Plant wasn’t the only one with new ideas. When Zeppelin reconvened in May 1978 at Clearwell Castle, in the Forest Of Dean, John Paul Jones unveiled his new toy, a Yamaha GX-1 keyboard. “Stevie Wonder had one,” says Page, “We called it The Dream Machine. Immediately, John Paul started writing full numbers on it.”

Plant and Jones’s new ideas and instruments would have a major impact when Zeppelin arrived at ABBA’s Polar Studios, in Stockholm, to start work on their next album.

How did Led Zeppelin end up recording in ABBA’s studio?

They contacted me. The studio was only known for ABBA and they wanted an internationally known rock group to record there, and would Led Zeppelin consider it. We had a chat and they said they’d be generous with studio time. We went out there in December [’78], I think. It was biting cold, snow everywhere…

Did you meet ABBA?

I met Björn [Ulvaeus] when I was setting up. I don’t think the others had got there then. He gave me a guitar, which was very sweet. A day later I met Benny [Andersson]. Björn was the blond one? Benny was the one with the beard and the keyboard, yes? [Laughs] He was very interested in John Paul’s new toy. At the time Benny was still married to Frida [Lyngstad]. So we all went out to a club together one night. They were nice people.

You didn’t meet Agnetha [Fältskog] then?

No, I was rather hoping we were going to meet Agnetha, but that wasn’t part of the deal!

Revisiting the album again, what was the first thing you noticed about it?

The album sounds a little bit contained. It was a state-of-the-art studio, but there was no ambience. We had to take the front bass skin off John Bonham’s drums. Then we had to use a machine to create a fake ambience.

How was the mood in the band at that time?

It was good, as far as I knew.

**Robert Plant has said that his lyrics to Carouselambra (‘And powerless the fabled sat/Too smug to lift a hand…’) are about the tension in the band at the time. Did you know that? **

I’m sure they were… but I didn’t know. The way we listened to music then was to make your own interpretation. We were still a few years away from videos where they told you what the song was about. In the early stages of Led Zeppelin I wrote lyrics. But if I’d concentrated on lyrics I wouldn’t have been able to give as much attention to the guitars.

John Paul Jones remembered the Polar sessions like so: “The band was splitting between people who could turn up at recording sessions on time and people who couldn’t,” he told Zeppelin biographer Barney Hoskyns in 2012.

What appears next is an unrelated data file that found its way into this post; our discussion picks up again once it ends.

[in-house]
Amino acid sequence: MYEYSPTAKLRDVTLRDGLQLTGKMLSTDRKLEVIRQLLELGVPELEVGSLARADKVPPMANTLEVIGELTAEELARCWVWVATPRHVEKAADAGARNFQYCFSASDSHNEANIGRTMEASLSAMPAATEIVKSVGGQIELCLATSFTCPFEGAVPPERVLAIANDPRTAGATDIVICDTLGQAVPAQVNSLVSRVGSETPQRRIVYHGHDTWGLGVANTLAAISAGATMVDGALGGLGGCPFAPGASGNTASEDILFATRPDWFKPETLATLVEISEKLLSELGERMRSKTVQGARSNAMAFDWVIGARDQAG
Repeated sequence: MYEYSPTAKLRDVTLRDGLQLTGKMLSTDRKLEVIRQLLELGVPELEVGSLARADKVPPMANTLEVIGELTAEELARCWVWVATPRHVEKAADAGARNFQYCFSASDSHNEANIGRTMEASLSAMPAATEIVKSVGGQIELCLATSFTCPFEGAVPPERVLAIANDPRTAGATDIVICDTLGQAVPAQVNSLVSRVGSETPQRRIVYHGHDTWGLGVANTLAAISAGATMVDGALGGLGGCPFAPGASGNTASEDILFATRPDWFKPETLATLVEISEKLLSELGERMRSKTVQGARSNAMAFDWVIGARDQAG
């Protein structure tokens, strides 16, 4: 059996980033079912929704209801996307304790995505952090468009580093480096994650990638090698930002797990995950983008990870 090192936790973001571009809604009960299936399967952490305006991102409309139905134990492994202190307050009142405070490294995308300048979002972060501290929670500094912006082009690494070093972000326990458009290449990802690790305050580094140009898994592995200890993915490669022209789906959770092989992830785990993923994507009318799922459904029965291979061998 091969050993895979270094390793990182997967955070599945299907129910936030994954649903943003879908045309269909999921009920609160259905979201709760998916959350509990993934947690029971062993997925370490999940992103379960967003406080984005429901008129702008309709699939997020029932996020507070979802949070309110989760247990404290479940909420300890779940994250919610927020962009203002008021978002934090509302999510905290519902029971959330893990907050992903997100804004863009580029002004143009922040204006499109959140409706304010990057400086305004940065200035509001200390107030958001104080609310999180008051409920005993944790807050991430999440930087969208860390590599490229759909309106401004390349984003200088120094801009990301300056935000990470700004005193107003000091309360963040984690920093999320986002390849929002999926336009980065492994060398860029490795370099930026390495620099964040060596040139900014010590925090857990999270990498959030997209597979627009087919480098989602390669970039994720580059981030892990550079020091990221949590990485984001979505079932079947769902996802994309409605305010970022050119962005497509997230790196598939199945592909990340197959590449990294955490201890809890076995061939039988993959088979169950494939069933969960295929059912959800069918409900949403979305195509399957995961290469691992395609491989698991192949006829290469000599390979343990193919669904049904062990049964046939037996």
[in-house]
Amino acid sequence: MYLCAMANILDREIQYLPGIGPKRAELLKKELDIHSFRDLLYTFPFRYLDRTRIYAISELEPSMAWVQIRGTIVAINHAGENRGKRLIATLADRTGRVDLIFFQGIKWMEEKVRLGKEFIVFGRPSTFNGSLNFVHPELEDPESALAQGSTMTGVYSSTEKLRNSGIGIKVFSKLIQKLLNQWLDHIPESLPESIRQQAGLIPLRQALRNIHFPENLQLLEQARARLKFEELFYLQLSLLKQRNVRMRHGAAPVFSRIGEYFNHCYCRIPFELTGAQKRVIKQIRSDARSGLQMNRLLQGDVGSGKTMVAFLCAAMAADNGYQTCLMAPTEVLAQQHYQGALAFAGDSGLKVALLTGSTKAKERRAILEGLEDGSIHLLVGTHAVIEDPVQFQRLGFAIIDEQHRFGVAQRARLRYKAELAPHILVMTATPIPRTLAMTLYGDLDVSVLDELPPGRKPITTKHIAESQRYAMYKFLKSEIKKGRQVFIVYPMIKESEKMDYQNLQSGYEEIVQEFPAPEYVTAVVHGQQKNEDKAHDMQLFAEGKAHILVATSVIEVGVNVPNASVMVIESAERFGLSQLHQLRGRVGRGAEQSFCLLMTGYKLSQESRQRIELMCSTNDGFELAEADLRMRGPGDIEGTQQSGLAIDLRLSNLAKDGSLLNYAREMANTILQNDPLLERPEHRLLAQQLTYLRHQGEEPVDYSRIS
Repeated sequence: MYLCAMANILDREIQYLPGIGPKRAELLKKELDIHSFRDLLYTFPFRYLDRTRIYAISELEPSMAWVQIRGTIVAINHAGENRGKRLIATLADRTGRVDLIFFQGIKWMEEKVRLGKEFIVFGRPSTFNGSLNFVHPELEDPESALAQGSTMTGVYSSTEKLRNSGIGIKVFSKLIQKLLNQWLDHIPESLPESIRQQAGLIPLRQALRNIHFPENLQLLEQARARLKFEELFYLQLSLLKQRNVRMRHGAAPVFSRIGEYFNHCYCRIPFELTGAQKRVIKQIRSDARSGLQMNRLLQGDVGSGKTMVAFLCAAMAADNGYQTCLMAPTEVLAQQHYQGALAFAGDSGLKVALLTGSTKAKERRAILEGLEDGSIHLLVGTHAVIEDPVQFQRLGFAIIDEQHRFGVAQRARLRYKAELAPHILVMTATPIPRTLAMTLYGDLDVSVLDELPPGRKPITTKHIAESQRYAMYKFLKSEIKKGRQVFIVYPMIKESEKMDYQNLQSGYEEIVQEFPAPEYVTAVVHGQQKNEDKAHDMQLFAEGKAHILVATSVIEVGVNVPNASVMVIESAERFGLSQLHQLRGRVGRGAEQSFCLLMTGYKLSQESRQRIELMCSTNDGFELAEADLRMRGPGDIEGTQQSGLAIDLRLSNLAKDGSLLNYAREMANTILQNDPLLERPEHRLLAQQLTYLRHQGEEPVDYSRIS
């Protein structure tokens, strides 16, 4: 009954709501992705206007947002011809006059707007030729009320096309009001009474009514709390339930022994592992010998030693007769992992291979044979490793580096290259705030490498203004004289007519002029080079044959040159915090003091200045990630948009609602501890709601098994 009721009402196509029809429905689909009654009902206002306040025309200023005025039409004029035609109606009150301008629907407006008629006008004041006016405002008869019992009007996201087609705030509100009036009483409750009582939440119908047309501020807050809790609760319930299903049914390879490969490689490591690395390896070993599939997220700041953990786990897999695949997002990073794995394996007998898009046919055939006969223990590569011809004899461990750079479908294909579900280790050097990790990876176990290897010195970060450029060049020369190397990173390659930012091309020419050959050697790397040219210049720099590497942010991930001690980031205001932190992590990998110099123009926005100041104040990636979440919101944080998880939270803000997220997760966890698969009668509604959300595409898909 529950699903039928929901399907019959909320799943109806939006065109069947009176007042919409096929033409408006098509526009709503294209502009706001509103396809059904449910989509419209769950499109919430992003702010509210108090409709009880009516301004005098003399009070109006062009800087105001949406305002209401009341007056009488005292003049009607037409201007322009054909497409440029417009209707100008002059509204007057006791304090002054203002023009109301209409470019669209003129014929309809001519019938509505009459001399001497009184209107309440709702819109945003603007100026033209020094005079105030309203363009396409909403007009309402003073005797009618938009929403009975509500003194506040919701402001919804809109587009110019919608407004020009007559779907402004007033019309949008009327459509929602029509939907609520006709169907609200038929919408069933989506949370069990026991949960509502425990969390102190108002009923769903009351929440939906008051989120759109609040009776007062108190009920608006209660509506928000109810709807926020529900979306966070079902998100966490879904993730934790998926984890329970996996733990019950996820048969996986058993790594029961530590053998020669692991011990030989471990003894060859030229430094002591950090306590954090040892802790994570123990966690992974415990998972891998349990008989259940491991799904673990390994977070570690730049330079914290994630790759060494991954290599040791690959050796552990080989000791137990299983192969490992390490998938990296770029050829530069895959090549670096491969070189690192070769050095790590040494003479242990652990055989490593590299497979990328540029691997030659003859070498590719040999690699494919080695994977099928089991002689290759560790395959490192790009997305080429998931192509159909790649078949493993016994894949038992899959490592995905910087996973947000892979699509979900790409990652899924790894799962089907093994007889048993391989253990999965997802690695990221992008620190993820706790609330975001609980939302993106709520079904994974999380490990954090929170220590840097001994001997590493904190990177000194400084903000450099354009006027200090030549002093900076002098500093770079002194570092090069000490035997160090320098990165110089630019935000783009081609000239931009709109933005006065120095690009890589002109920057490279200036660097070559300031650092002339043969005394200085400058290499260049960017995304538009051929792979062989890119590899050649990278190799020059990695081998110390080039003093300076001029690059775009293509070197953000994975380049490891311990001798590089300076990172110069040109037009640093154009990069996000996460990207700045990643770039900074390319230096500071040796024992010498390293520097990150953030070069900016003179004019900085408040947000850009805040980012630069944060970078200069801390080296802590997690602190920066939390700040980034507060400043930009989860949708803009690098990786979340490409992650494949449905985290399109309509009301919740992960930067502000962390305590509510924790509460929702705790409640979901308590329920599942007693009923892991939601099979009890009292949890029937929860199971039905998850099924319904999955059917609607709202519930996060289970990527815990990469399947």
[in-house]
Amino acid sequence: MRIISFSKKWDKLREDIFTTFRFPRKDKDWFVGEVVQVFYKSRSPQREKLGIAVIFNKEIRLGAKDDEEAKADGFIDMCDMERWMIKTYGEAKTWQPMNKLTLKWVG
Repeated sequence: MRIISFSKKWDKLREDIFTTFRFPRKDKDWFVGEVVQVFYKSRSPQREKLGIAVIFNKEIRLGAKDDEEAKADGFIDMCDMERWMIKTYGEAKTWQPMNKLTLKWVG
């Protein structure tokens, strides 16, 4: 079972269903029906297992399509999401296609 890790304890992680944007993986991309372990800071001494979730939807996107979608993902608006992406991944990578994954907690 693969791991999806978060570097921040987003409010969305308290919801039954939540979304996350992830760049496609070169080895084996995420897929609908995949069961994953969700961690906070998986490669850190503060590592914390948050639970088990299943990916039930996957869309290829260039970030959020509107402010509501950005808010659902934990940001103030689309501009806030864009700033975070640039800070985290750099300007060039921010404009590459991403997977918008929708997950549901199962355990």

Those who couldn’t were Bonham and Page, both of whom were supposedly using heroin. Ask Page about his drug use and he clams up, every time. He doesn’t deny it, but insists that, whatever else he was doing at the time, he was always ready to work. “When I needed to be focused, I was really focused,” he said. “Presence and In Through The Out Door were only recorded in three weeks. That’s really going some. You’ve got to be on top of it.”

But although he produced the album, as usual,_ In Through The Out Door_ is the only Zeppelin release to include original songs not written or co‑written by Page. After seven studio albums in which his iron grip on Led Zeppelin never weakened, you can’t help wondering why it did so at the end.

In Through The Out Door is very much the Plant/Jones album. The impression is that they were in a huddle together while you were otherwise engaged.

[Long pause]. Hmm… I do remember them being in a huddle, yes. That was good, though, wasn’t it? I had done a serious amount of writing all the way through and having done all the writing on_ Presence_, I was relieved. Okay, Robert and John Paul are writing numbers together? Let them do it. Cool. I was very happy about it.


Yes, really, because I had just done a whole guitar album.

In Through The Out Door is quite a lightweight album._ Fool In The Rain_ and All My Love are very poppy. What did you think of those songs?

I think they’re good. They’re alright. It was another dimension. On Presence, I wanted to do something that made a show of the guitars. That’s why Achilles Last Stand was a guitar orchestra extraordinaire. But with Fool In The Rain, even with the chorus and the acoustic guitars, when it comes to the solo, I employed a sound that made people go, “What the hell was that?” – even on a keyboard album. It made you think.